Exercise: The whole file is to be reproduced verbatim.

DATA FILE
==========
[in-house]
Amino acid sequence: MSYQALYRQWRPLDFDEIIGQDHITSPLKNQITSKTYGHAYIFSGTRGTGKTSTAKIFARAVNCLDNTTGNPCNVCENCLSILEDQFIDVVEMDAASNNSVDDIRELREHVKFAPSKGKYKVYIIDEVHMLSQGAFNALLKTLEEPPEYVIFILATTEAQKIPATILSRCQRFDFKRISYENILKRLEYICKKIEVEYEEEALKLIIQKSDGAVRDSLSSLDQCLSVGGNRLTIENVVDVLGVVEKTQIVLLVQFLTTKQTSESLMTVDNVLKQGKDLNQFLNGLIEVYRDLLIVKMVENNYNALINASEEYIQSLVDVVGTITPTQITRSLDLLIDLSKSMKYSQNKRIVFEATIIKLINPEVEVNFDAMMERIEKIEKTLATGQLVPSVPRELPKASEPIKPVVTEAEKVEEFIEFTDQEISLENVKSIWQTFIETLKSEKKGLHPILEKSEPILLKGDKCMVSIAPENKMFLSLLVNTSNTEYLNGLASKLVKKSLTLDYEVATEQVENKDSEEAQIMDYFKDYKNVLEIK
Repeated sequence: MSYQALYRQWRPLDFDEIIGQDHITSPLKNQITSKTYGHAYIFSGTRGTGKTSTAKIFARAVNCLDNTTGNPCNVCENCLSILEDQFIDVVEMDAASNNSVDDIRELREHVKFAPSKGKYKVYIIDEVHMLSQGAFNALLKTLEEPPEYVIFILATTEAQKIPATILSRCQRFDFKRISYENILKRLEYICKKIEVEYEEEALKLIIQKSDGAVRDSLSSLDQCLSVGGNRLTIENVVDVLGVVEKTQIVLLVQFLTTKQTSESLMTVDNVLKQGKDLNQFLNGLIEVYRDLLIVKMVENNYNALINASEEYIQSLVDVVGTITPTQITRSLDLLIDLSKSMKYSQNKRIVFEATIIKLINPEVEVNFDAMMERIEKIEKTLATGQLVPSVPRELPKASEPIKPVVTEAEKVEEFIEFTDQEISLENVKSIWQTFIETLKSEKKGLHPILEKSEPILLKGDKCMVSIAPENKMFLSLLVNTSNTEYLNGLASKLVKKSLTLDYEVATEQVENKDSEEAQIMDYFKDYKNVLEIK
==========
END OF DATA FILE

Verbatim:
[in-house]
Amino acid sequence: MSYQALYRQWRPLDFDEIIGQDHITSPLKNQITSKTYGHAYIFSGTRGTGKTSTAKIFARAVNCLDNTTGNPCNVCENCLSILEDQFIDVVEMDAASNNSVDDIRELREHVKFAPSKGKYKVYIIDEVHMLSQGAFNALLKTLEEPPEYVIFILATTEAQKIPATILSRCQRFDFKRISYENILKRLEYICKKIEVEYEEEALKLIIQKSDGAVRDSLSSLDQCLSVGGNRLTIENVVDVLGVVEKTQIVLLVQFLTTKQTSESLMTVDNVLKQGKDLNQFLNGLIEVYRDLLIVKMVENNYNALINASEEYIQSLVDVVGTITPTQITRSLDLLIDLSKSMKYSQNKRIVFEATIIKLINPEVEVNFDAMMERIEKIEKTLATGQLVPSVPRELPKASEPIKPVVTEAEKVEEFIEFTDQEISLENVKSIWQTFIETLKSEKKGLHPILEKSEPILLKGDKCMVSIAPENKMFLSLLVNTSNTEYLNGLASKLVKKSLTLDYEVATEQVENKDSEEAQIMDYFKDYKNVLEIK
Repeated sequence: MSYQALYRQWRPLDFDEIIGQDHITSPLKNQITSKTYGHAYIFSGTRGTGKTSTAKIFARAVNCLDNTTGNPCNVCENCLSILEDQFIDVVEMDAASNNSVDDIRELREHVKFAPSKGKYKVYIIDEVHMLSQGAFNALLKTLEEPPEYVIFILATTEAQKIPATILSRCQRFDFKRISYENILKRLEYICKKIEVEYEEEALKLIIQKSDGAVRDSLSSLDQCLSVGGNRLTIENVVDVLGVVEKTQIVLLVQFLTTKQTSESLMTVDNVLKQGKDLNQFLNGLIEVYRDLLIVKMVENNYNALINASEEYIQSLVDVVGTITPTQITRSLDLLIDLSKSMKYSQNKRIVFEATIIKLINPEVEVNFDAMMERIEKIEKTLATGQLVPSVPRELPKASEPIKPVVTEAEKVEEFIEFTDQEISLENVKSIWQTFIETLKSEKKGLHPILEKSEPILLKGDKCMVSIAPENKMFLSLLVNTSNTEYLNGLASKLVKKSLTLDYEVATEQVENKDSEEAQIMDYFKDYKNVLEIK